AIMS: To investigate the aetiology and characteristics of dry eye disease (DED) in a Nordic cohort of patients with congenital aniridia. METHODS: Thirty-four Norwegian and one Danish subject with congenital aniridia and 21 healthy controls were examined. All subjects underwent an extensive dry eye examination, including evaluation of meibomian glands (MGs) by meibography, measurement of tear production and tear film osmolarity and grading of vital staining of the ocular surface. Moreover, slit-lamp biomicroscopy was undertaken, including grading of aniridia-associated keratopathy (AAK). RESULTS: Mean tear film osmolarity was significantly higher (314±11 mOsmol/L) in patients with aniridia compared with the healthy control group (303±11 mOsmol/L, p=0.002). Vital staining score was higher in the aniridia group (4.3±3.0) compared with healthy controls (2.4±1.6, p=0.02). The degree of staining correlated positively with the stage of AAK (r=0.44, p=0.008) and negatively with corneal sensitivity (r=-0.45, p=0.012). Number of expressible MGs was lower in aniridia subjects (2.9±1.6) than in controls (4.0±1.3, p=0.007). MG loss, staged from 0 to 3, was higher in the aniridia group than in the control group, both in upper eyelid (0.86±0.89 vs 0.10±0.31, p=0.001) and lower eyelid (0.94±0.73 vs 0.30±0.47, p=0.003). Computerised analyses showed thinning (p=0.004) and lower density (p<0.001) of the MGs compared with the healthy population. CONCLUSIONS: Patients with congenital aniridia demonstrate increased tear film osmolarity, ocular surface staining, loss of MGs and lower MG expressibility. We conclude that meibomian gland dysfunction and keratopathy are related to development of DED in aniridia.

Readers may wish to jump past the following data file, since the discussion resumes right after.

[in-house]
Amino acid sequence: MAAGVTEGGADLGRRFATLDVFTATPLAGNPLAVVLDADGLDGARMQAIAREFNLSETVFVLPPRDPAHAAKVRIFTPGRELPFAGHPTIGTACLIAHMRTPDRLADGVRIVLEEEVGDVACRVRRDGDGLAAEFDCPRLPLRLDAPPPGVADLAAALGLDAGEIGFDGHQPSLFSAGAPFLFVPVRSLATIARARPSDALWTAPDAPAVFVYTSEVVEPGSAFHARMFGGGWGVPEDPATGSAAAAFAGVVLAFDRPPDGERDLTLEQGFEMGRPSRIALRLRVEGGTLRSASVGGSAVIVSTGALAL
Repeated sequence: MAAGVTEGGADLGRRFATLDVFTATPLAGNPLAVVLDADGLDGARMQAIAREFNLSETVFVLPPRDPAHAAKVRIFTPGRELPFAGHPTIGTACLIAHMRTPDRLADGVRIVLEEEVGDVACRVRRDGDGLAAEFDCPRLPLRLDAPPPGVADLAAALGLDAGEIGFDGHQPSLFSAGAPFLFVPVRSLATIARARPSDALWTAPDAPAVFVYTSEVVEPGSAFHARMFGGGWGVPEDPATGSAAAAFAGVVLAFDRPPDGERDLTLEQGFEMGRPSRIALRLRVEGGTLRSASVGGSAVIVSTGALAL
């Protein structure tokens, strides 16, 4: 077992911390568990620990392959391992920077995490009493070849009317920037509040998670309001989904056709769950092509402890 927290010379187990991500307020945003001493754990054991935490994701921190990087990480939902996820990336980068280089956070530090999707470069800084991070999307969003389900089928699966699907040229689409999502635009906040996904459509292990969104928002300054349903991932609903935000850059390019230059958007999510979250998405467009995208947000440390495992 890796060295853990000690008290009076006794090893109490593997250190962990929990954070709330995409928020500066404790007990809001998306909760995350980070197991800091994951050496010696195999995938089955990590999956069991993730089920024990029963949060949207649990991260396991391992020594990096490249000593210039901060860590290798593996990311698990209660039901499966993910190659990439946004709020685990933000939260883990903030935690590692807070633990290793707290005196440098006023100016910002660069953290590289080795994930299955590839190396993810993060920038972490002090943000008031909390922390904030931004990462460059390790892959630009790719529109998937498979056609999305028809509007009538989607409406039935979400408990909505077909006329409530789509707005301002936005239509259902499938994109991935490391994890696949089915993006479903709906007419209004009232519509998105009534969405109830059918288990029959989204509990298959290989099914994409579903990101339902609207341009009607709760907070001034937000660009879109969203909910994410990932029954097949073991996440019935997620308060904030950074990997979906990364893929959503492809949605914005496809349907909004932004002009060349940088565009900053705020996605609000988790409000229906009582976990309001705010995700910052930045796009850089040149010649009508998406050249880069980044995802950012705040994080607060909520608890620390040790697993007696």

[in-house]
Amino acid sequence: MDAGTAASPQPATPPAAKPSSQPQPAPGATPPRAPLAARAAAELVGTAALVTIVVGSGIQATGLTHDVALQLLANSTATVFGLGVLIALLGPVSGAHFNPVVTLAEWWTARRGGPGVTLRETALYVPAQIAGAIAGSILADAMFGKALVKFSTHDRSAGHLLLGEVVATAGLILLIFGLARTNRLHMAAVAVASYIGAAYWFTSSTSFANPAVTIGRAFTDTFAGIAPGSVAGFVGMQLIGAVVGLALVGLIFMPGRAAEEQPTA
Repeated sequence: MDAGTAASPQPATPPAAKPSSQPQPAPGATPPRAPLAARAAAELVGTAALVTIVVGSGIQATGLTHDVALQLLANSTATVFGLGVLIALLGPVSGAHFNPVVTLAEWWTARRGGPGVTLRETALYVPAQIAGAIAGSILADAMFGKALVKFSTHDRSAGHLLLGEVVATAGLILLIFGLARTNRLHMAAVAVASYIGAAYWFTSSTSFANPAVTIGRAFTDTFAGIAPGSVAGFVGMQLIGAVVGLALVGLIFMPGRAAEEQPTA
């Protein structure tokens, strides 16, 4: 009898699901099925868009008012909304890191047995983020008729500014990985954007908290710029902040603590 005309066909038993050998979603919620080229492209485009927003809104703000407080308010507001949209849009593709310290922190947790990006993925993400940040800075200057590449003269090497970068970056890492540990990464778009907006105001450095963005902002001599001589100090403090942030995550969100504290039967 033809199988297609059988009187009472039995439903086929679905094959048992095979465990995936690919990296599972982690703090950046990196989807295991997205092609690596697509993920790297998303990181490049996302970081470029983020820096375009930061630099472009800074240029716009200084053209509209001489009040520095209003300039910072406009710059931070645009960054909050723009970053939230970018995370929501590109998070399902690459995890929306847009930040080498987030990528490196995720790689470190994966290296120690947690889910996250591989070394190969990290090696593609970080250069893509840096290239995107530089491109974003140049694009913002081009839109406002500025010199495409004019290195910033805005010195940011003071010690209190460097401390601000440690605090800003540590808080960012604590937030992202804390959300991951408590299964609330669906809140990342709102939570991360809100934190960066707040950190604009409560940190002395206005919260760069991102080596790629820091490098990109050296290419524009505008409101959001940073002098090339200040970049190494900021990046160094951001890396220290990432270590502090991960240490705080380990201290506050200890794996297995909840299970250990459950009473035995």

Bell's palsy is the most common neurologic condition affecting the cranial nerves. Lagophthalmos, exposure keratopathy, and corneal ulceration are potential complications. In this review, we evaluate various causes of facial paralysis as well as the level 1 evidence supporting the use of a short course of oral steroids for idiopathic Bell's palsy to improve functional outcomes. Various surgical and nonsurgical techniques are also discussed for the management of residual facial dysfunction.